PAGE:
Castlerock uses the SNMP management protocol to poll and configure devices, workstations and servers over common IP networks, delivering the services: infrastructure management, device management, network reporting and network events. Users include two divisions of Acordis Chemicals (formerly Courtaulds Chemicals) in Derbyshire which migrated from the Novell environment to Microsoft Windows NT. A central IT department here looks after basic infrastructure, voice, data and mainstream manufacturing systems. The decision to work with a service provider rather than tackle everything in-house was based on a perceived boost to productivity borne out by experience.
“The project was implemented 70% faster through outsourcing than by doing it entirely in-house,” insists Chris Bennett, IT manager for the Filter Tow division. “We worked with Lynx as a partnership. In the future, because of our new infrastructure, our IT staff will spend less time on maintenance, freeing them up to work on other projects.”
Activation IKM’s Watson adds, “Planning and scoping of network requirements is of paramount importance. But at a time when Internet traffic is growing exponentially, the risk of inaccurate or short-lived plans is very real. Application of QoS (quality of service) to applications and users, according to business policy overcomes this risk by ensuring delivery of the most business-critical traffic promptly, even though lower priority traffic may be delayed. Planning using QoS also ensures bandwidth over-provisioning – and the consequent expense – is avoided.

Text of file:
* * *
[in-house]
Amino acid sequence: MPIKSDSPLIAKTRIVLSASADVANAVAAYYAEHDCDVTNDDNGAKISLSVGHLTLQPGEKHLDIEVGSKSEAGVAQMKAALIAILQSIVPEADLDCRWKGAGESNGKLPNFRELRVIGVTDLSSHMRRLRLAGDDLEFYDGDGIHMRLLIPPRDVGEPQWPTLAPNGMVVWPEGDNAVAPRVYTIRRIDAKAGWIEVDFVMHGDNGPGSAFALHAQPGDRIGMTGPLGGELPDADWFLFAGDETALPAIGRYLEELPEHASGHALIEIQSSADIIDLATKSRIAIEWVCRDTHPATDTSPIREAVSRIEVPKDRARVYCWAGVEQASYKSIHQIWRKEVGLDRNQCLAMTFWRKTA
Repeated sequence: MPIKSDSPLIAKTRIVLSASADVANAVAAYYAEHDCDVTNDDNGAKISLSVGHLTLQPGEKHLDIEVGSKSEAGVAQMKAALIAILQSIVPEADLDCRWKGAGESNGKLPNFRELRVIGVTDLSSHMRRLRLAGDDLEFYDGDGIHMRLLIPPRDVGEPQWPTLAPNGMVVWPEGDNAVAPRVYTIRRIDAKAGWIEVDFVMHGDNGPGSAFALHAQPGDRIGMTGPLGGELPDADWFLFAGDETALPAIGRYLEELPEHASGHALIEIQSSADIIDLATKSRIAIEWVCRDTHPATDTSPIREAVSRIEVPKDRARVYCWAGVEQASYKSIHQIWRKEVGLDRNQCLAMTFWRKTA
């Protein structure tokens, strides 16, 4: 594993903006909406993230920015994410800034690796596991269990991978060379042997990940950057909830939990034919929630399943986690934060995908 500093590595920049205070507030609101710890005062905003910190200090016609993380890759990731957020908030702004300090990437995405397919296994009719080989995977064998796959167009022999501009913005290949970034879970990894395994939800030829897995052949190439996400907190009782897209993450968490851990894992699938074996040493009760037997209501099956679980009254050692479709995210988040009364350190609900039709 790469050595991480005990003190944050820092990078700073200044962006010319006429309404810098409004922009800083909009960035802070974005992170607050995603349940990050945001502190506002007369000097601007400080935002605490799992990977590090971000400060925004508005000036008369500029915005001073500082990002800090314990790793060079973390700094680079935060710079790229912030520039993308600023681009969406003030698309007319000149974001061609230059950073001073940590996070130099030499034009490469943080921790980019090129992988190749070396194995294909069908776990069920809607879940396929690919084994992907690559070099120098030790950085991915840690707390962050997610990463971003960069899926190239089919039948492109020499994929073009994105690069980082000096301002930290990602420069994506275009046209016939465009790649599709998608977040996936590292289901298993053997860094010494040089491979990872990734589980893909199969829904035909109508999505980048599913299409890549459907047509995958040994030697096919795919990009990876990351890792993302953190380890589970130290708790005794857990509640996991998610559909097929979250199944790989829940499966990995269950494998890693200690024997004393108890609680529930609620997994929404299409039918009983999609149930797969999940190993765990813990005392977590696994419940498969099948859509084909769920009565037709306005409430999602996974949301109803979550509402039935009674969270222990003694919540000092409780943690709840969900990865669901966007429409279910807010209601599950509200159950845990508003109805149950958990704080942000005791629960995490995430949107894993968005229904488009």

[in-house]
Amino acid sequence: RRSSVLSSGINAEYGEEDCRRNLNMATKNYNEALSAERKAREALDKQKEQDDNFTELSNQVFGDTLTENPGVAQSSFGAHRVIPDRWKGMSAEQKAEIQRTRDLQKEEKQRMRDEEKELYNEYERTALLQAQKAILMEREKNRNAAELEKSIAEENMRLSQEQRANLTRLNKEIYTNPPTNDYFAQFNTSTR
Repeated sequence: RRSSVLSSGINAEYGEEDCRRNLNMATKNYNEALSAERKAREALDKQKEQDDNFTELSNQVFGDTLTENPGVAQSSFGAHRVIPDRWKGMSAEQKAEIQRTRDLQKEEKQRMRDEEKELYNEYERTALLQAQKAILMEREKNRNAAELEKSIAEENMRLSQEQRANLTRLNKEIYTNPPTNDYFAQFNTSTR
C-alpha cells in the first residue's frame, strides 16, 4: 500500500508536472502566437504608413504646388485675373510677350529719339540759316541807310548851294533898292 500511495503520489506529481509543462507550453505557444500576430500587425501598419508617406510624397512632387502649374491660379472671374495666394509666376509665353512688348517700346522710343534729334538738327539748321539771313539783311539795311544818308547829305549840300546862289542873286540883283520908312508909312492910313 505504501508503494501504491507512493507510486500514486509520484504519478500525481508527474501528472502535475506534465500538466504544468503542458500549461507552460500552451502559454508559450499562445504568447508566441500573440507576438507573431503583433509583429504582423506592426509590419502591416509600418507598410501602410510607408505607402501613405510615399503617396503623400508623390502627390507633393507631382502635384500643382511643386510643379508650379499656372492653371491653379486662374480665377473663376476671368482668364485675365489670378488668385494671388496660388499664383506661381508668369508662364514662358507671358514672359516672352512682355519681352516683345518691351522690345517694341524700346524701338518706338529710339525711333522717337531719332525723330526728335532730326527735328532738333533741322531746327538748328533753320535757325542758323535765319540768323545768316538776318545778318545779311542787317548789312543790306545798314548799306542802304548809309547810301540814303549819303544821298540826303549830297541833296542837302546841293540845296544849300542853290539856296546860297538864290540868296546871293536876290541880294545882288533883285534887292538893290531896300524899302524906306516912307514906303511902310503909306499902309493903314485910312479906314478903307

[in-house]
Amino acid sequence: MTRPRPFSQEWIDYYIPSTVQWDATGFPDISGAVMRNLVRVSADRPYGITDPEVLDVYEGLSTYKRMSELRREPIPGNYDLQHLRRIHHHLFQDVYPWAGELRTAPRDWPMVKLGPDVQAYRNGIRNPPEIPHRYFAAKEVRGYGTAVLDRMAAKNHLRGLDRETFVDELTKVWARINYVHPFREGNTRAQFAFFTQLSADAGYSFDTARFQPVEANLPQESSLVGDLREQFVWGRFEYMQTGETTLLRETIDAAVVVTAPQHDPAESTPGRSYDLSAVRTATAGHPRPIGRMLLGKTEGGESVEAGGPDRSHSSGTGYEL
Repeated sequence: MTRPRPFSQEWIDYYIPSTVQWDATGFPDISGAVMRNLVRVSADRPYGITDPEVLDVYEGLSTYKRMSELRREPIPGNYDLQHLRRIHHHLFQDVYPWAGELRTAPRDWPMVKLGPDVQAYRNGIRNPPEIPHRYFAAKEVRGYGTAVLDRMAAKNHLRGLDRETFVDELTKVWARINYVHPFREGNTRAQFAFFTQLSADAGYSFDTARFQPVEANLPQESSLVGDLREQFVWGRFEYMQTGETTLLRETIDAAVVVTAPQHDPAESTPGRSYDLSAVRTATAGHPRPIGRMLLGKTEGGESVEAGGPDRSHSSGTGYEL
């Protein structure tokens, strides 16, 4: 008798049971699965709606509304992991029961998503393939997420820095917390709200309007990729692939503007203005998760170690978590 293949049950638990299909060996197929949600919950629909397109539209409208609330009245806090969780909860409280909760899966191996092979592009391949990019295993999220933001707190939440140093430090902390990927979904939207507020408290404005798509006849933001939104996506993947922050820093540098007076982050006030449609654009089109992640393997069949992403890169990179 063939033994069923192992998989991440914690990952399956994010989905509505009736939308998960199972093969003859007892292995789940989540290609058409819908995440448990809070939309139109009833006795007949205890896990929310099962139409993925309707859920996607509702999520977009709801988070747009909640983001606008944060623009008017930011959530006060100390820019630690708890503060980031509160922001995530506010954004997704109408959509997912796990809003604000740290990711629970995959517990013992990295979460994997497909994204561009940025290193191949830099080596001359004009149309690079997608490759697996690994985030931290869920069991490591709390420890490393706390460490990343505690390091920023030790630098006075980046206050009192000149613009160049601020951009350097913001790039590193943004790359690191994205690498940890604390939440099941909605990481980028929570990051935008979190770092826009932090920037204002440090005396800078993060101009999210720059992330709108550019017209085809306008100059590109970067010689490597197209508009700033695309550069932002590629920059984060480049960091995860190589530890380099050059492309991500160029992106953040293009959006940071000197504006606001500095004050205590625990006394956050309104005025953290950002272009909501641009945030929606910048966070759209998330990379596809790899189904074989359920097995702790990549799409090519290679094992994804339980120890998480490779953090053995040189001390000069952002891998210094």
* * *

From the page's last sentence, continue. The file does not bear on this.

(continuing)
“The full-scale integration of networks into business operations demands network service must be able to respond to changing business environments,” he adds. “However the adoption of policy-based networking (PBN) control has been limited by solutions that are complicated to deploy and slow to respond to changes in business policy. So PBN’s benefits have been confined to WAN service providers where QoS is changed infrequently.”
His product ActiPol raises the game of PBN from the laborious process of network monitoring and router configuration right up to a rapid-response business tool offering improved productivity to businesses reliant on time-sensitive processes. Examples particularly include CRM (customer relationship management), B2B (business to business e-commerce), JIT (just in time) and business continuity.